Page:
In Python, the Boolean
and operator takes precedence before the Boolean
or operator. How does this work exactly?
Consider the following example code puzzle:
# Brain Puzzle a, b, c, d = True, True, True, False if b and not d and a and not b: if b or a: print('42') elif d and c: print('yes') print('yes') elif d and c or b: if b and not d or d: print('python') print('yes') else: print('42')
Before you read on, take a guess: What’s the output of this code puzzle? (You can solve the puzzle interactively at the Finxter app.)
The puzzle tests your understanding of the precedence logic:
One of my “Coffee Break Python” email course members Paul asked the following great question regarding this puzzle:
“Thanks for these puzzles – they’re keeping my brain working.
With this one, could you provide a couple of lines about the precedence of logical operation evaluation without parentheses. As that’s the point of this, I believe. I got this wrong so I look to your explanation. You say what (A) means, and ‘and’ and ‘not’. But the issue is how these combine. Working backwards from the answer, the code obviously falls into the elif block and then runs both elements. But why?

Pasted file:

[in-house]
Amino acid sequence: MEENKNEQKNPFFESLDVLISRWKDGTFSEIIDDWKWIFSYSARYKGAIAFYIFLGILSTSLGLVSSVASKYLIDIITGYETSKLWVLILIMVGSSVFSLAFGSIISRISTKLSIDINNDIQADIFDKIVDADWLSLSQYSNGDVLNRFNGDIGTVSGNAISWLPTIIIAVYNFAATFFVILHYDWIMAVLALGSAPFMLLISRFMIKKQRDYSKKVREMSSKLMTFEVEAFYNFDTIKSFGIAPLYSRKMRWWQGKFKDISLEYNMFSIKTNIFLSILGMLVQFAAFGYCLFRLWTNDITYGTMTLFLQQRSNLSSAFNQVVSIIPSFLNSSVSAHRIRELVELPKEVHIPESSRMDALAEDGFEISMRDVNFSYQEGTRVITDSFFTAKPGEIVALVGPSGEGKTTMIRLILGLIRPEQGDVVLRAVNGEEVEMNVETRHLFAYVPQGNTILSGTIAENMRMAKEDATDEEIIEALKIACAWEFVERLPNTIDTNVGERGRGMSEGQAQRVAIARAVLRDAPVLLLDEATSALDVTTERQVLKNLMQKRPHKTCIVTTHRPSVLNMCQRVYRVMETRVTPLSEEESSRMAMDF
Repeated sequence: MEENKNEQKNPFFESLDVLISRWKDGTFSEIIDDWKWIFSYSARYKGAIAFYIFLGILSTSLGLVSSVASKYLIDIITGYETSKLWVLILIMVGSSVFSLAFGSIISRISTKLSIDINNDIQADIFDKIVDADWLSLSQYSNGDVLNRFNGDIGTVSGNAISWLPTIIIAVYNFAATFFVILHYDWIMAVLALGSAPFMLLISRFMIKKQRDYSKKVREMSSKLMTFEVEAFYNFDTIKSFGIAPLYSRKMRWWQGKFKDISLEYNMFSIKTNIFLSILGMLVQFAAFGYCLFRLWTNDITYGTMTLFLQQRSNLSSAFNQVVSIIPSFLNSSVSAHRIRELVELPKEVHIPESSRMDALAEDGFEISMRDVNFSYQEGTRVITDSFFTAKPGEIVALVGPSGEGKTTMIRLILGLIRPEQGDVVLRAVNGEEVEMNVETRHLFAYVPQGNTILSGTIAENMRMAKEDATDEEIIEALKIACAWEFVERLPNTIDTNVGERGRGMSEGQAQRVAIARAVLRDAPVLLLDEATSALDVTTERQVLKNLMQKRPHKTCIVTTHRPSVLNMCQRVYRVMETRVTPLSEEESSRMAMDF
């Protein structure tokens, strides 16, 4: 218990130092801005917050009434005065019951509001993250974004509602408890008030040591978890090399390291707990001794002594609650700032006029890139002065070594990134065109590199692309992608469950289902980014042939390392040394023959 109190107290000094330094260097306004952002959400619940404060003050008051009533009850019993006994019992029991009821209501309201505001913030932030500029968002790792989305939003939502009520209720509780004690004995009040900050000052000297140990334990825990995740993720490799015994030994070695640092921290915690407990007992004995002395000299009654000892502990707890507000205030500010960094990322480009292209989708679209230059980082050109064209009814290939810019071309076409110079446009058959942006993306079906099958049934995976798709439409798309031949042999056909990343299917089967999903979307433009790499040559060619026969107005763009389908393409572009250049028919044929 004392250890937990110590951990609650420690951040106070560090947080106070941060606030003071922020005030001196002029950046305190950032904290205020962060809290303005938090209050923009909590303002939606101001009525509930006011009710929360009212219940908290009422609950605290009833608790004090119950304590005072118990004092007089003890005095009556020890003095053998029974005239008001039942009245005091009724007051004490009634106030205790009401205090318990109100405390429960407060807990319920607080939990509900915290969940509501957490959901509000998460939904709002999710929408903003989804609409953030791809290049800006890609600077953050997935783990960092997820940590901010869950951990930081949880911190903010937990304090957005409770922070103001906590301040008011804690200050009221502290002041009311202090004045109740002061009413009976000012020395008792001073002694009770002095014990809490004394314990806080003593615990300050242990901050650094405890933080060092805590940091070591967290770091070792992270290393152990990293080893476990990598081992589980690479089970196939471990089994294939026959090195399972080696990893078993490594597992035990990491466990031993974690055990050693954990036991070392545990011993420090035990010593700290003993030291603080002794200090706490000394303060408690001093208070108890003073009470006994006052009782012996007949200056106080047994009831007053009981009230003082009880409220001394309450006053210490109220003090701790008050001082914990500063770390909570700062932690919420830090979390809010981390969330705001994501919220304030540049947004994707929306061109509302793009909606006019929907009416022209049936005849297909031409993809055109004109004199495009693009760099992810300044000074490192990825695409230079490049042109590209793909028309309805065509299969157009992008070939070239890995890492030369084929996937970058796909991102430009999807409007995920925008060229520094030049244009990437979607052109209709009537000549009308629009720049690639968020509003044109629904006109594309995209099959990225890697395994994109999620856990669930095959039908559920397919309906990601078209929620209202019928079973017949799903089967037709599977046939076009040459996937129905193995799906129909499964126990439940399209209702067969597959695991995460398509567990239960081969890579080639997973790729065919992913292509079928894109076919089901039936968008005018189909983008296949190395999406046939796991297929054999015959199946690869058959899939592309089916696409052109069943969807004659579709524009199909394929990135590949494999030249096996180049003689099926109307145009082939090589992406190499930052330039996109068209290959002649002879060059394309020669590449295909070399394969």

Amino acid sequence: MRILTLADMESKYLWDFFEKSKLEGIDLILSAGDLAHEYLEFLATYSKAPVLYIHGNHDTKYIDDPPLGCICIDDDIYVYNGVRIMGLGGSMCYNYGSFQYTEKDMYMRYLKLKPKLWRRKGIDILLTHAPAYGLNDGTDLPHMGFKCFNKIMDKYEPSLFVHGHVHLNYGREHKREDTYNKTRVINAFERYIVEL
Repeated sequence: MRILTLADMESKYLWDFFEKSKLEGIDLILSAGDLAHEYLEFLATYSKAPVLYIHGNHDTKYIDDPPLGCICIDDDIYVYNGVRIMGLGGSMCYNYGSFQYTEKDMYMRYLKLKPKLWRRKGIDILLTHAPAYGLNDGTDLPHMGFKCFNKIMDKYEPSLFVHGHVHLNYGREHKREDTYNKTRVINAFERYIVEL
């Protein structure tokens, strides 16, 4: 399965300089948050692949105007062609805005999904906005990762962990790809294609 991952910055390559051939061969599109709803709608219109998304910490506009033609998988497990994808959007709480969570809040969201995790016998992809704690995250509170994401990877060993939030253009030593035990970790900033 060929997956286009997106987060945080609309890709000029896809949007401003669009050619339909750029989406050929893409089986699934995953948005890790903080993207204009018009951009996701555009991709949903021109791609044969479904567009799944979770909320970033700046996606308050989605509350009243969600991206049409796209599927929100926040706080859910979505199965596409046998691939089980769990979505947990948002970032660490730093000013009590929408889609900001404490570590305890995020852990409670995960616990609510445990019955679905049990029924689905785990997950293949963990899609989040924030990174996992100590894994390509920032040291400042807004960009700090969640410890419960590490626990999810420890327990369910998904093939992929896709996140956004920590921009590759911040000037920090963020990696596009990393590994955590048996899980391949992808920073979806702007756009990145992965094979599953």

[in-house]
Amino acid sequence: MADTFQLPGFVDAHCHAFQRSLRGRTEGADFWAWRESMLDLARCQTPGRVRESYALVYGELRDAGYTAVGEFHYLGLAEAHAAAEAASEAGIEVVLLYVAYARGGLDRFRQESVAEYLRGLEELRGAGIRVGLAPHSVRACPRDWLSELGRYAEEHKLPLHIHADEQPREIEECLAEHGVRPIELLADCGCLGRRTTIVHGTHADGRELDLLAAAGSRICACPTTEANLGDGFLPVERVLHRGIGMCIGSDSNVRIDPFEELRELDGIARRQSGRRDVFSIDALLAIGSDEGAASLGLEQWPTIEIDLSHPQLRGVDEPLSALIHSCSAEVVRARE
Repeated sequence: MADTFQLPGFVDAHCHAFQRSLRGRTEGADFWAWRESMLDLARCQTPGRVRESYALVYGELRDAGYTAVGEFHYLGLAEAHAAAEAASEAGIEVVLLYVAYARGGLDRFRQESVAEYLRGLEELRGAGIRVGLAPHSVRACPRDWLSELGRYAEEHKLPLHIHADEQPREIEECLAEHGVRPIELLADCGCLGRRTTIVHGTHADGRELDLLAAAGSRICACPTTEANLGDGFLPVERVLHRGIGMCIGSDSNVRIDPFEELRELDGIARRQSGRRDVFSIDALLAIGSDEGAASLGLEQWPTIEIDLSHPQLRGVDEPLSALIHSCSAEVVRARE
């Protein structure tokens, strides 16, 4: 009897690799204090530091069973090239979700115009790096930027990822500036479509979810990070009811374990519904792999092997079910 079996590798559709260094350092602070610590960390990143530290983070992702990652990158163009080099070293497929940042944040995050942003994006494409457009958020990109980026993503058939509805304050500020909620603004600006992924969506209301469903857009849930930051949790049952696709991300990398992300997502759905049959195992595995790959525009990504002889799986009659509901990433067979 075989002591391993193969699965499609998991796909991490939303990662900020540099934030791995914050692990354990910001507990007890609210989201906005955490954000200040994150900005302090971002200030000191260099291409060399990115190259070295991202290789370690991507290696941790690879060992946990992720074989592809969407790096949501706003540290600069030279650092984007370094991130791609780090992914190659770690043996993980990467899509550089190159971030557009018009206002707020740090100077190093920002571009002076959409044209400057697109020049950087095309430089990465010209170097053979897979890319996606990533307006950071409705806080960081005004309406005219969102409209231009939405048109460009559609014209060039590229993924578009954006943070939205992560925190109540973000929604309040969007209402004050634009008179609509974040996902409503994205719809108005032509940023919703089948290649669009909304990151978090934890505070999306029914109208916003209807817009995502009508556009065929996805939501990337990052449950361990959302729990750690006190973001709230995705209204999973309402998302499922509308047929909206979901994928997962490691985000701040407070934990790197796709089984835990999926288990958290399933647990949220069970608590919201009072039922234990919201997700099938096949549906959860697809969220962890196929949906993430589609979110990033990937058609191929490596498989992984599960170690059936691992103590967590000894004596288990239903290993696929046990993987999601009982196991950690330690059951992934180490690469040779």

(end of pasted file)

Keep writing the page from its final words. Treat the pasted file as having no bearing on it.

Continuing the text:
An excellent question! Here’s the execution flow of the puzzle:
The important part is the
elif statement where I indicated the precedence logic by using the brackets: the expression
d and c or b is semantically equivalent to the expression
(d and c) or b.
Hence, the output of the code puzzle is:
Where to go from here?
If you have difficulties understanding these basic logics statements, consider the book “Coffee Break Python Workbook” which contains many practical code puzzles like this one. This will improve your rapid code understanding skills.
While working as a researcher in distributed systems, Dr. Christian Mayer found his love for teaching computer science students.
To help students reach higher levels of Python success, he founded the programming education website Finxter.com that has taught exponential skills to millions of coders worldwide. He’s the author of the best-selling programming books Python One-Liners (NoStarch 2020), The Art of Clean Code (NoStarch 2022), and The Book of Dash (NoStarch 2022). Chris also coauthored the Coffee Break Python series of self-published books. He’s a computer science enthusiast, freelancer, and owner of one of the top 10 largest Python blogs worldwide.
His passions are writing, reading, and coding. But his greatest passion is to serve aspiring coders through Finxter and help them to boost their skills. You can join his free email academy here.